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COP22: a defining moment for Africa’s climate movement

November 4th, 2016 / AfricanBrains, Kenya

Prone to relentless weather changes and warming up significantly over the last decades, Africa has been exposed to droughts and floods that severely affect agricultural productivity, escalating water and food insecurity. By 2030, water stress-related conflicts will increase and spread across the region. As hunger continues to be a reality …

How we can make crops survive without water

November 3rd, 2016 / TED talk: Jill Farrant

As the world’s population grows and the effects of climate change come into sharper relief, we’ll have to feed more people using less arable land. Molecular biologist Jill Farrant studies a rare phenomenon that may help: “resurrection plants” — super-resilient plants that seemingly come back from the dead. Could they …

Science needs to start speaking to people’s everyday lives in Africa

November 3rd, 2016 / The Conversation, UK

There have been wide-ranging reactions from the scientific community after a South African university student called for “Western” science to be eradicated.
The young woman argued that science “is a product of western modernity” and suggested that decolonisation would begin with the introduction of “knowledge that is produced by us, that …

The New York Times front-page screw-up on GMOs

November 3rd, 2016 / Forbes Magazine, US

The New York Times has a “thing” about the genetic engineering of plants—the same sort of thing that Creationists have about Darwinism. An article that Hakim and his researchers should have read is, “GM Crops: Global Socio-economic and Environmental Impacts 1996-2014, The New York Times has a “thing” about the …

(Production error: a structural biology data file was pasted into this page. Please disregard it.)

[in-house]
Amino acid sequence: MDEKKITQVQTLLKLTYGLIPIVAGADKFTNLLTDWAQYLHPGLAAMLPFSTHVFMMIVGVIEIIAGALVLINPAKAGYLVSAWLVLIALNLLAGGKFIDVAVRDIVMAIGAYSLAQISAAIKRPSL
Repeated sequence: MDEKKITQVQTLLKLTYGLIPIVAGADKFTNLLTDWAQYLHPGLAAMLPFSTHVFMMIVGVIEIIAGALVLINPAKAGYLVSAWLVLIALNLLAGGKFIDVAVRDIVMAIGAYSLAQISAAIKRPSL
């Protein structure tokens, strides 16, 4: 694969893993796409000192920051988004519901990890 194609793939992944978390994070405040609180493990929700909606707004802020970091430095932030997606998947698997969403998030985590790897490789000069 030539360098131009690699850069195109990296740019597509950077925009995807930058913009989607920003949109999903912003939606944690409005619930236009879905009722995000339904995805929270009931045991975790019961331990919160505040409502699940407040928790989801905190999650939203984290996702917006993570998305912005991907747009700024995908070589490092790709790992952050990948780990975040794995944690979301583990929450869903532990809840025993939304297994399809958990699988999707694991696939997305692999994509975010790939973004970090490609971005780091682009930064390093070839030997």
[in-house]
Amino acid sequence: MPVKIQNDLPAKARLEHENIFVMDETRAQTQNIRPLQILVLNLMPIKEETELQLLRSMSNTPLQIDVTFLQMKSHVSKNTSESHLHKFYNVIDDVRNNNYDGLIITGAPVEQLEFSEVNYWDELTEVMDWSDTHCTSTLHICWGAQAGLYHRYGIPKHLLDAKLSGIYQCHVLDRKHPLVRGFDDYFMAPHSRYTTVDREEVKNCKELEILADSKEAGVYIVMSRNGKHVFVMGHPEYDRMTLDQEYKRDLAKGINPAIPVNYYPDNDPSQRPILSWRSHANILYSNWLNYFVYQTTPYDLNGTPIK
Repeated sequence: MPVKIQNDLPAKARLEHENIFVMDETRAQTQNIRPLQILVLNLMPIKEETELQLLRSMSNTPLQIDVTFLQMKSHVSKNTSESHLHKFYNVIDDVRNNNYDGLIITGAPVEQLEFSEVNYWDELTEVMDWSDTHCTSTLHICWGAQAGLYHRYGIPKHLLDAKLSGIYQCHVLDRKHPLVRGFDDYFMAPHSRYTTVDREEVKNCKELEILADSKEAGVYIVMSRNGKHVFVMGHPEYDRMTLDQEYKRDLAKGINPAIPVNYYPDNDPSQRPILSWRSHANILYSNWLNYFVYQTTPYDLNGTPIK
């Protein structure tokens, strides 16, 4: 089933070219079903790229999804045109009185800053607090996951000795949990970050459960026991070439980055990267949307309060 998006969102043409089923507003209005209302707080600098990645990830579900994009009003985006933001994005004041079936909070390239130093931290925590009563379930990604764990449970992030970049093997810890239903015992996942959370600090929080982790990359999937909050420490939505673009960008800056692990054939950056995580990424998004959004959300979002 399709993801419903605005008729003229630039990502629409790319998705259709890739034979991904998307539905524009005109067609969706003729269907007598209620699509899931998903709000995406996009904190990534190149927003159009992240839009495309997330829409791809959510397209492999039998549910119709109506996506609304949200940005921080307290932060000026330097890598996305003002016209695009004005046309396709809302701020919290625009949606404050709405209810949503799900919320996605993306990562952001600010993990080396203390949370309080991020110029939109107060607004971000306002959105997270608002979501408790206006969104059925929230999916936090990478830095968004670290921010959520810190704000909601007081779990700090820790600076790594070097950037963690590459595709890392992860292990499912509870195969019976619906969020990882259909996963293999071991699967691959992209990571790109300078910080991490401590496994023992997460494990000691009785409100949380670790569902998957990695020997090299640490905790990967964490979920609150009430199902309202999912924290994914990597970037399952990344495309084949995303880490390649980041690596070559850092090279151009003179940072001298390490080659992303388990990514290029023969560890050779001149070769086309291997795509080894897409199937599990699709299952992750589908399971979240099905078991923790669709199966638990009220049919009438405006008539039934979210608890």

Improving cassava yield potentials

November 2nd, 2016 / New Phytologist, UK

Science: As a consequence of an increase in world population, food demand is expected to grow by up to 110% in the next 30–35 yr. The population of sub-Saharan Africa is projected to increase by > 120%. In this region, cassava (Manihot esculenta) is the second most important source of …

Scientists use insects to control an invasive weed

November 2nd, 2016 / Entomology Today, US

Scientists from the USDA’s Agricultural Research Service released arundo gall wasps (Tetramesa romana) and arundo scale insects (Rhizaspidiotus donacis) several years ago as part of a biocontrol program to kill a weed called “giant reed” (Arundo donax) along the Rio Grande in Texas. The weed, also known as “carrizo cane” …

GMOs … the debate and the science

November 2nd, 2016 / B4FA

On 29 October, the New York Times published “Doubts about the promised bounty of GM crops” (reproduced below), a critique of GM that has prompted a flurry of responses from the scientific community. These include, thus far, plant scientist Andrew Kniss’s “Strawmen and selective statistics: Did The New York Times …

Improving half the world’s diet

November 1st, 2016 /

The humble rice grain is the staple food for billions of people throughout the developing world, but there is little nutritional value in the grain beyond providing carbohydrates for energy.
Until now.
University of Melbourne researchers are on the cusp of making a real difference by developing a new strain of rice …

No need to fear gene-edited food

November 1st, 2016 / Popular Science, US

The biggest mistake we can make, as a curious and concerned public, is to prematurely vilify CRISPR and the food it makes. We should instead push for ­informed, science-based evaluation. It could help improve the global food supply. The whole reason for a tweaked mushroom is that it resists bruising …

Vitamin A (golden) rice now a reality

November 1st, 2016 / Daily Star, Bangladesh

The first field trial of the Golden Rice in Bangladesh has yielded promising results, triggering prospect of the vitamin A-rich grain’s release as early as 2018.
Two months after harvesting the Bangladeshi version of Golden Rice line, GR2E BRRI dhan29, scientists at Bangladesh Rice Research Institute (BRRI) found that rice grains …